Patients seeing physicians less often

Census data bear out what physicians already know: Patients were visiting them less frequently than 10 years ago. In 2010, adults age 18 to 64 made an average of 3.9 visits per person, compared with 4.8 visits in 2001. The U.S. uninsured rate rose during that period, from 17 percent to nearly 22 percent. Only 1 out of 4 uninsured people went to the doctor in 2010, compared with nearly 3 out of 4 of the general population of working adults.

However, physician visits rose 4.8 percent in the second quarter of 2012 compared with the same quarter in 2011, which reversed a two-year decline. Nearly every health insurer reported lower earnings during that quarter. Humana said in its quarterly report that more of its members were seeking care—and more of it—because they had put off going to the doctor during the economic downturn. It said wellness visits were up 200 percent over the previous year, and routine physician visits were up by 22 percent. The first-dollar coverage of preventive care also was a fueling factor.

Rising insurance premium costs for 2014 because of the ACA’s ban on pre-existing condition underwriting and more comprehensive policies—combined with rapidly growing high-deductible insurance plans—may short-circuit the rebound in physician visits.

Even so, any rebound is welcome. Physician-office visits had declined 4.7 percent in 2011 and 4.2 percent in 2010, and had declined in four of the previous five years.

A Stanford University analysis for the Kaiser Family Foundation found a 17 percent decline in office visits between 2009 and 2011. Office visits had risen from 140 million to 160 million between 2000 and 2005 and held at that rate until the start of the recession in late 2007.  The rate dropped below 130 million visits in the second quarter of 2011.

More than 9 million people lost health insurance coverage during the recession. Fewer than half of unemployed adults had health insurance, compared with more than 81 percent of employed adults. Unemployed adults have poorer mental and physical health, yet they are less likely to receive needed medical care, because of cost.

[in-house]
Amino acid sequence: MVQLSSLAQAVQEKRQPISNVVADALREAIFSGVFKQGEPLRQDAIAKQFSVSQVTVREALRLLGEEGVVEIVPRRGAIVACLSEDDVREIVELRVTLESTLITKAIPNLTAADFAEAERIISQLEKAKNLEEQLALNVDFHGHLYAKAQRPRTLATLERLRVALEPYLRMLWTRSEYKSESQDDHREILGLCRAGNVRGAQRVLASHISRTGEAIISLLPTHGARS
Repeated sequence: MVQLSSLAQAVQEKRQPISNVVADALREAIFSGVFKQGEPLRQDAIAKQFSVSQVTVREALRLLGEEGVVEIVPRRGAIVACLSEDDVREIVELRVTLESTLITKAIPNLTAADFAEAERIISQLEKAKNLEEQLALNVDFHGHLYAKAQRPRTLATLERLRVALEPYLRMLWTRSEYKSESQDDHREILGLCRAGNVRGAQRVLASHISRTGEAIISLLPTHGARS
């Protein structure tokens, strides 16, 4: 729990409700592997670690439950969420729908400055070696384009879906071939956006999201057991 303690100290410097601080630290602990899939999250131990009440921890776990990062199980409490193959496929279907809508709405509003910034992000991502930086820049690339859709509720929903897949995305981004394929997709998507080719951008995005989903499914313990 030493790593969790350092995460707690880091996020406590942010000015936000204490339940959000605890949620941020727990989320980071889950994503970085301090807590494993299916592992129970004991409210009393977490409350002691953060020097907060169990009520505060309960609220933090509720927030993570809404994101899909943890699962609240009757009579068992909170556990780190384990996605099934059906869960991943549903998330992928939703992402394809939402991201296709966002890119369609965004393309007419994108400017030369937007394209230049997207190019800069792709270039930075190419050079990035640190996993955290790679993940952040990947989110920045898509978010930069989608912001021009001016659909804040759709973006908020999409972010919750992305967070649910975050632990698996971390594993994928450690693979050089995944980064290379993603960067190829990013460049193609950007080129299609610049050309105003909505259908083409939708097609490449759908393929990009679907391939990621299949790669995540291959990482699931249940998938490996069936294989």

Even people with private insurance have been cutting back on routine care. Rising deductibles and copayments make people more reluctant to seek care, even if they have chronic conditions. Employees with high-deductible health plans are 3 to 4 times more likely to delay or forgo care, compared with those in more traditional plans.

The share of employees with an annual deductible of at least $1,000 grew from 18 percent in 2008 to 31 percent to 2011.

Fewer office visits also helped slow prescription drug spending. The number of prescriptions filled grew only 1.2 percent in 2012.

Employers held health-benefit cost growth to 4.1 percent in 2012, which was the lowest in 15 years. They have stepped up cost management in anticipation of added cost pressures from health reform. Many health-reform opponents expected more businesses to stop offering  health insurance. According to business consultant Mercer, that number actually rose slightly in 2012.

Experts say there are too little data to determine whether the slower increase in health-care spending is permanent or a temporary function of the weak economy.

Harvard economist David Cutler told The New York Times, “The recession just doesn’t account for the numbers we’re seeing. I think there’s much more going on.”

Economist Gail Wilensky, who headed the CMS under President George W. Bush, said, “If there’s something else going on, we don’t know what it is yet. The most honest thing to say is that, one, the reduction in use is greater than the recession predicts; two, we don’t understand why yet; and three,  you’d be foolhardy to say that we can understand it.”